On August 8, Northrop Grumman and Firefly Aerospace announced cooperation on the development of the first stage of Northrop’s Antares launch vehicle, as well as a new medium-class rocket.
The first stage of the new version of the rocket, called Antares 330, will be equipped with seven Miranda engines, which Firefly is developing. Also, composite materials developed by Firefly will be used for the main structure and fuel tanks of the first stage of the rocket.
The upper part of the Antares 330 will be similar to the one currently used in the Antares design. This is a stage with a Castro 30XL solid fuel engine and with the same avionics and basic design. The launch of the new rocket is planned from Virginia’s Mid-Atlantic Regional Spaceport, from where all previous Antares launches were carried out.
“Thanks to our cooperation, we will finally develop an all-American version of our Antares rocket, the Antares 330, for the Cygnus cargo spacecraft,” said Scott Lehr, vice president and general manager of missile defense systems at Northrop.
The partnership will solve the issue of Northrop’s dependence on Ukrainian and Russian suppliers of equipment for the first stage of Antares. It is important to recall that it was the Ukrainian space heritage that became decisive in the history of Firefly Aerospace, because the company was founded by Ukrainian entrepreneur Max Poliakov in 2017.
At that time, Max Poliakov, together with the updated Firefly team, actually created the Firefly Alpha rocket from scratch. At that time, the Ukrainian R&D office of the company worked in Dnipro (Ukraine), where the engine and launch vehicle components were developed, technological processes were worked out. This made it possible to design and launch the first Firefly Alpha rocket in just 4 years, combining the intellectual potential and developments of Ukraine and the USA.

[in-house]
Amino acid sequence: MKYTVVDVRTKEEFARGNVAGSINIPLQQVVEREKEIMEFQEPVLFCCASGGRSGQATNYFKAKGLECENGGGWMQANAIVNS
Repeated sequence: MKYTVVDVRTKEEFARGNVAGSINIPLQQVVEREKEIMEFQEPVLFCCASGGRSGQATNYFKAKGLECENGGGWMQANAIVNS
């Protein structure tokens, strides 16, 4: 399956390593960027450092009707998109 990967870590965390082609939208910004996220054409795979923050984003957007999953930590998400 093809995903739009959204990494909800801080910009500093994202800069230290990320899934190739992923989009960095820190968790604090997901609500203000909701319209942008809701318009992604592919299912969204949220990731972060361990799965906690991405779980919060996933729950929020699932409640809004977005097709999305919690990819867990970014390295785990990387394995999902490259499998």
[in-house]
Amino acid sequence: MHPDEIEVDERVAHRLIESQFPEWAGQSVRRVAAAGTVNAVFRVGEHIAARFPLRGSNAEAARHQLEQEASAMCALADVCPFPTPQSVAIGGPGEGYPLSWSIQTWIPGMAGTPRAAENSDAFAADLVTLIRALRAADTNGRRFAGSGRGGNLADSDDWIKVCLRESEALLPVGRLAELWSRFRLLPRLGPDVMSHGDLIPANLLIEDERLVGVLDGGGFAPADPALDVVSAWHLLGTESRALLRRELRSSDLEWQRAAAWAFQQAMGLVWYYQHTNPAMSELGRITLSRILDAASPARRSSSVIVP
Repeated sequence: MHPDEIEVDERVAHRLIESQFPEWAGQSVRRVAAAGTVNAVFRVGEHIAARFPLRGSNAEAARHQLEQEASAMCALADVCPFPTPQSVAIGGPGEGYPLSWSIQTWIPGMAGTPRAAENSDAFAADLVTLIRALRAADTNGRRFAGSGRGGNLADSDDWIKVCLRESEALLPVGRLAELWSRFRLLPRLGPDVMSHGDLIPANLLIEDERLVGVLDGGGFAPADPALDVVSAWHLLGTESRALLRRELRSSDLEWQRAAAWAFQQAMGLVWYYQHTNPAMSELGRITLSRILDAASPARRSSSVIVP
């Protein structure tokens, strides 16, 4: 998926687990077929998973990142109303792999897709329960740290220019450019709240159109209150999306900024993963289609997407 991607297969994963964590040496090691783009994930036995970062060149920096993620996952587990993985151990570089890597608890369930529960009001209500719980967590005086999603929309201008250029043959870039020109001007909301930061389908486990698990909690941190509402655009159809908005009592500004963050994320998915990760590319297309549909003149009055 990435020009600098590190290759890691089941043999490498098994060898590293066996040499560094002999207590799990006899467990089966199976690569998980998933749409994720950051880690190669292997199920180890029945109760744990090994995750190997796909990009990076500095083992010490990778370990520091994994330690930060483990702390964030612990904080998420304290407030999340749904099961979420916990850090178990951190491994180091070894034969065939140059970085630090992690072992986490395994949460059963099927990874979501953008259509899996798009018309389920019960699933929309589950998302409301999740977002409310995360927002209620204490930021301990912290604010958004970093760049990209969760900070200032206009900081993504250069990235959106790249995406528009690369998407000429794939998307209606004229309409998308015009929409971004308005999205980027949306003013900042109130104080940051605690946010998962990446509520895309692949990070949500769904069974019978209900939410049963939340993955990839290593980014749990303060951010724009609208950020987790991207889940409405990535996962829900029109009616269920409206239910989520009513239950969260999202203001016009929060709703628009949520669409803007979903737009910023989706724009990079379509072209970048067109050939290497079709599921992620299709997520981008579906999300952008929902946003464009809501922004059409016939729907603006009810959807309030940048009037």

Currently, the Yuzhnoye State Design Office and the Yuzhmash plant are producing the main design of the Antares first stage. And the stage is equipped with RD-181 engines of the Russian NPO Energomash.
The supply of engines and the first stage was in question after Russia’s invasion of Ukraine in February. Northrop representatives noted that they have received the first stages for two more Antares launches, one of which is scheduled for October. Meanwhile, the company was working on options in case the stage or engines became unavailable. However, they refused to disclose details of these backup plans until the announcement of the partnership with Firefly.
Both companies do not provide details about the financial aspects of the partnership and the time when Antares 330 is ready for launch. They stated that the Antares 330 will receive a “significantly larger” load capacity compared to the existing Antares, but did not give exact figures.
It is expected that this partnership will also be an impetus for the development of a “completely new” medium-class launch vehicle, but details have not been disclosed. Firefly is working on its own medium-class vehicle called Beta, the first stage of which will also use the Miranda engine. This engine on a pair of oxygen + kerosene is designed to create a thrust of about 1 thousand kilonewtons.
“Firefly is proud to be able to change the rules of the game of the new space industry, and cooperation with the pioneer of space exploration Northrop Grumman will help us continue this path,” said Peter Schumacher, interim CEO of Firefly.
The first test launch of Firefly Alpha took place in September 2021 and was deemed successful. At the beginning of 2022, the new owner of Firefly Aerospace, the AE Industrial Partners (AEI) investment fund, announced the closure of an agreement with Noosphere Venture Partners to acquire the company.
According to https://spacenews.com
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